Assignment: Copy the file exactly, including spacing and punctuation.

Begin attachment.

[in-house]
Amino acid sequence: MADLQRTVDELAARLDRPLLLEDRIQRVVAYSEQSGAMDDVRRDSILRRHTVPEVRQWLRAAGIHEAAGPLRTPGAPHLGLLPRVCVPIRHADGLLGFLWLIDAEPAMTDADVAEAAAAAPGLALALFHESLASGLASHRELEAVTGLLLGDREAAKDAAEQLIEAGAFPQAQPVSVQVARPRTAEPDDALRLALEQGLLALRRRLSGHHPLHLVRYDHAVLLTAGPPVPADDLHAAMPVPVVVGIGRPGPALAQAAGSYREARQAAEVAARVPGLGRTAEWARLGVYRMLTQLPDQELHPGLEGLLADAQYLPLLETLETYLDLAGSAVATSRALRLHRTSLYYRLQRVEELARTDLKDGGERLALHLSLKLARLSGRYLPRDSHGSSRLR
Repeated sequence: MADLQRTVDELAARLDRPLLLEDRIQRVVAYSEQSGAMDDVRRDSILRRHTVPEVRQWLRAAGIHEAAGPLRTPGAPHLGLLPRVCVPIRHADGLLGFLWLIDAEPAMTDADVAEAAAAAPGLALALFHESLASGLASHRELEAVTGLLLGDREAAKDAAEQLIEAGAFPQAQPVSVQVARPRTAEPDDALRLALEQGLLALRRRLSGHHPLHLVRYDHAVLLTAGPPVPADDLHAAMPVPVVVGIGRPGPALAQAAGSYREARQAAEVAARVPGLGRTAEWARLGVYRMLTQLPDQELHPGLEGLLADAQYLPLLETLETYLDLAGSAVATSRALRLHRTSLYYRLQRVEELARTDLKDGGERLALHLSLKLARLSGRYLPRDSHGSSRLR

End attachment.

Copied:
[in-house]
Amino acid sequence: MADLQRTVDELAARLDRPLLLEDRIQRVVAYSEQSGAMDDVRRDSILRRHTVPEVRQWLRAAGIHEAAGPLRTPGAPHLGLLPRVCVPIRHADGLLGFLWLIDAEPAMTDADVAEAAAAAPGLALALFHESLASGLASHRELEAVTGLLLGDREAAKDAAEQLIEAGAFPQAQPVSVQVARPRTAEPDDALRLALEQGLLALRRRLSGHHPLHLVRYDHAVLLTAGPPVPADDLHAAMPVPVVVGIGRPGPALAQAAGSYREARQAAEVAARVPGLGRTAEWARLGVYRMLTQLPDQELHPGLEGLLADAQYLPLLETLETYLDLAGSAVATSRALRLHRTSLYYRLQRVEELARTDLKDGGERLALHLSLKLARLSGRYLPRDSHGSSRLR
Repeated sequence: MADLQRTVDELAARLDRPLLLEDRIQRVVAYSEQSGAMDDVRRDSILRRHTVPEVRQWLRAAGIHEAAGPLRTPGAPHLGLLPRVCVPIRHADGLLGFLWLIDAEPAMTDADVAEAAAAAPGLALALFHESLASGLASHRELEAVTGLLLGDREAAKDAAEQLIEAGAFPQAQPVSVQVARPRTAEPDDALRLALEQGLLALRRRLSGHHPLHLVRYDHAVLLTAGPPVPADDLHAAMPVPVVVGIGRPGPALAQAAGSYREARQAAEVAARVPGLGRTAEWARLGVYRMLTQLPDQELHPGLEGLLADAQYLPLLETLETYLDLAGSAVATSRALRLHRTSLYYRLQRVEELARTDLKDGGERLALHLSLKLARLSGRYLPRDSHGSSRLR